(Alphanumeric, Autologic)

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1. Overview

The acronym "APS" was applied to several quite different systems linked primarily by their corporate history.

Initially it stood for "Alphanumeric Photocomposition System," a product of Alphanumeric Corp. Also "APS Photocomposer." Also "APS Filmsetter."

There was no "APS-1". {Belzer 1976}

The APS-2 is described briefly (p. 567-568) and illustrated (plate 3.73) of Phillips' Computer Peripherals and Typesetting {Phillips 1968}. Belzer indicates that this development came out of a 1963 US Government Printing Office "tender for a fast filmsetter" (p. 351), but Phillips indicates that the first commercial-grade digital filmsetters were not ready until 1967 (p. 531). The APS-2 was a digital phototypesetting system ("filmsetter") which created letterforms from digital rather than photographic representations and output photographic film for use in offset lithography. Belzer notes that it was driven by a PDP-8 minicomputer, and suggests that this was the first example of a general purpose minicomputer being used in this way. The photographs reprinted later in this Notebook confirm this, and indicate that a Teletype Model 33 ASR was used as a terminal.

The APS-3 was produced under contract to IBM and became the IBM 2680 Art Printer, a peripheral for System/360 (Models 30 or 50). Announced 1967, operational October, 1969. {Belzer 1976} Also called the IBM 2680 Typesetter or the IBM 2680 CRT Printer (so called I presume because of the use of a CRT burn the images of the digital type to film). This latter name seems the most common in the computer industry literature of the period, and would seem to be that employed by IBM itself {GC22-6939}. Note that modern reprints of 1960s vintage articles sometimes err and call it the "2980." The relationship between Alphanumeric and IBM was said to have terminated in 1970 {Belzer 1976}, and this machine is difficult to trace in the literature.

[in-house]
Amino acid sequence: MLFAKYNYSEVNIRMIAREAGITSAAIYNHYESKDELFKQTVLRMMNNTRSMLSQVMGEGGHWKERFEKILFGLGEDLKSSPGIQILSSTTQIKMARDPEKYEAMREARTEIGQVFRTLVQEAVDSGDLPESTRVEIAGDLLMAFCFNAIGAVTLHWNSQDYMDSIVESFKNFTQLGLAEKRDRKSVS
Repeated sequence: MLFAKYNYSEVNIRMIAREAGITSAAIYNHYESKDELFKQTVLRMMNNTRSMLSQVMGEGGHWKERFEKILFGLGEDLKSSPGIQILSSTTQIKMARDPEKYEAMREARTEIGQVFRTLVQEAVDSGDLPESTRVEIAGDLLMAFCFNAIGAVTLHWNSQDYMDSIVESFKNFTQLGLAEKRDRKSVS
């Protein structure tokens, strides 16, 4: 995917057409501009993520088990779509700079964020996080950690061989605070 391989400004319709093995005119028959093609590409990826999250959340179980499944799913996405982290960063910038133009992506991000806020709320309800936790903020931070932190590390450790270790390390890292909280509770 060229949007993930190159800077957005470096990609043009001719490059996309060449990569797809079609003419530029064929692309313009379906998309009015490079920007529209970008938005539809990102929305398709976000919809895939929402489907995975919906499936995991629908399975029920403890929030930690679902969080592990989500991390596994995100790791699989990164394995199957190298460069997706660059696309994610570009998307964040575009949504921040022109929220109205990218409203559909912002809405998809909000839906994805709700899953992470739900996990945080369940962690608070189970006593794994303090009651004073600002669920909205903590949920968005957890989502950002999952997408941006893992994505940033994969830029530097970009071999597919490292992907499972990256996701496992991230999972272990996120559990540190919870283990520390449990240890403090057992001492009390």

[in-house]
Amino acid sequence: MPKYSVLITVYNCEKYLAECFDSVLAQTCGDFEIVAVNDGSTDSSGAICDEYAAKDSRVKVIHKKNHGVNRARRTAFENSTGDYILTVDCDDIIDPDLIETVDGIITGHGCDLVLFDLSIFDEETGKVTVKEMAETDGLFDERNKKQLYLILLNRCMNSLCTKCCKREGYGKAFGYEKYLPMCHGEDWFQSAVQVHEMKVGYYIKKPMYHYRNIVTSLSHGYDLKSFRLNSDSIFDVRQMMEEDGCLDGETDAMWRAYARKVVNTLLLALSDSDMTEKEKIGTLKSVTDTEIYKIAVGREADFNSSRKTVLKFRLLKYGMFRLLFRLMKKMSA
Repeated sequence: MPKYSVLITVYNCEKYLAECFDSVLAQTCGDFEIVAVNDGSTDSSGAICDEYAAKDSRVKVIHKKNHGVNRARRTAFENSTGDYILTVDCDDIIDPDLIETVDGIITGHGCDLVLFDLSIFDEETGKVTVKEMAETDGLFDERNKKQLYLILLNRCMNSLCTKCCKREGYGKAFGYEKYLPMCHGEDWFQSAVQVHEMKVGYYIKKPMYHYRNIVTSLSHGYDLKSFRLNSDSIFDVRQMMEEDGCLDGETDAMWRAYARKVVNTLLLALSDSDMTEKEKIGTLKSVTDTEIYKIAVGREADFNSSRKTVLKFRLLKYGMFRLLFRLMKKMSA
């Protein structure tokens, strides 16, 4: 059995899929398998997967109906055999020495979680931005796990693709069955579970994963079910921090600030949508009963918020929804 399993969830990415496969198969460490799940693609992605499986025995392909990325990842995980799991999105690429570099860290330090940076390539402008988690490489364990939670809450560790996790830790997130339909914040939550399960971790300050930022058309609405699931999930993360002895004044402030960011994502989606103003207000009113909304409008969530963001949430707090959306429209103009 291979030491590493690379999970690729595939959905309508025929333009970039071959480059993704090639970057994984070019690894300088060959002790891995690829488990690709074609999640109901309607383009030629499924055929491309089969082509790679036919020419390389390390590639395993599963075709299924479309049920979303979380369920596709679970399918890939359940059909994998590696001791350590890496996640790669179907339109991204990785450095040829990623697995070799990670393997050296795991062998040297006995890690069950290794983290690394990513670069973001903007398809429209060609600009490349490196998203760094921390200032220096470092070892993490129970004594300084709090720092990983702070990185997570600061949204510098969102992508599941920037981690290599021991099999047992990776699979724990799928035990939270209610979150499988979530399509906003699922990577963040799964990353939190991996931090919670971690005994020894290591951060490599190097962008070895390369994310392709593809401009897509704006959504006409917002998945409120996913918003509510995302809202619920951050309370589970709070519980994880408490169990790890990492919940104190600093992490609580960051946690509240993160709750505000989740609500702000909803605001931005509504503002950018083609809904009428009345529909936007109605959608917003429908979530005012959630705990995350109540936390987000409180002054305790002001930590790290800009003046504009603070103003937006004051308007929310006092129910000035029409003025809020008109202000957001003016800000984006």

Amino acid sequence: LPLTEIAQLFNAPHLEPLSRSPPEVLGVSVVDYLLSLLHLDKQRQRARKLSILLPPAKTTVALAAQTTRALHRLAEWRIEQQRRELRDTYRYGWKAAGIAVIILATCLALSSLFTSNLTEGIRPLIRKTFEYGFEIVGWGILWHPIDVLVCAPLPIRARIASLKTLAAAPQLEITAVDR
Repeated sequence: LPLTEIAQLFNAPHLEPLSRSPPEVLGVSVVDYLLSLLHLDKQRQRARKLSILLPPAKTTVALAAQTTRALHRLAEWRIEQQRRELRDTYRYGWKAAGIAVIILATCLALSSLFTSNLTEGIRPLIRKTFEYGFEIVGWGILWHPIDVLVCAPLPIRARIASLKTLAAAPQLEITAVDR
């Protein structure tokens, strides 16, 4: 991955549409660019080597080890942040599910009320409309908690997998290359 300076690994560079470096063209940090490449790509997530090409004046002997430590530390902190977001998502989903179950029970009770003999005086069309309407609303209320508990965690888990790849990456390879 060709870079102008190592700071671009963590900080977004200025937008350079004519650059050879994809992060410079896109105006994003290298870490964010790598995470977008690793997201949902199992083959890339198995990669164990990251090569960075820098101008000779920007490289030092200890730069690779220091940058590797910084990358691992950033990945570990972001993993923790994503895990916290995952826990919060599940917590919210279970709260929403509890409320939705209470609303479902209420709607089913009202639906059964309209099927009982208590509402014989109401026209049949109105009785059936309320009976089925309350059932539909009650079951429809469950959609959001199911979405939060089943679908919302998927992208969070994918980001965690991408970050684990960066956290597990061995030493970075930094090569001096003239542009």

At present, I have been able to discover only one photograph of an IBM 2680, in the collection of The Computer History Museum (Mountain View, CA): http://www.computerhistory.org/collections/catalog/102657168

The APS-4 was developed by Autologic and "became the Photon 7000 ... driven by a Datamate 70 minicomputer." {Belzer 1976} The Datamate 70 was a 16-bit minicomputer.

The Autologic APS-5 was driven by an Autologic-73 computer. {Belzer 1976}

Note, however, there may be some overlap in this evolutionary path. Examples:

The 1969 issue of The Penrose Annual (in an as yet unidentified-by-me article; I'm getting this from a Google Books snippet, not the real thing) says "Alphanumeric announced a complete system of setting called 'tape-to-type' which uses a 360/50 computer and its APS-2 filmsetter."

An employment ad for Chemical Abstracts Service which appeared in the January 24, 1977 Computerworld, p. 58, said: "Our equipment currently includes a PDP-15, PDP-11/40, APS-4 and APS-73 (Autologic), Two four-phase text input systems, and shortly, several PDP-11T34 systems."

2. APS-2

[click image to go to page]

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APS-2 Gallery of Images

3. Notes and References

{Belzer 1976} Belzer, Jack, Albert G. Holzman, Allen Kent. The Encyclopedia of Computer Science and Technology, Vol. 5: "Classical Optimization to Computer Output/Input Microform." (NY: CRC Press, 1976.

{GC22-6939} IBM Corp. GC22-6939. IBM System/360 Special Feature: 2680 CRT Printer Installation Manual Physical Planning . 8 pages.

{Phillips 1968} Phillips, Arthur. Computer Peripherals and Typesetting. (London: Her Majesty's Stationery Office, 1968.)

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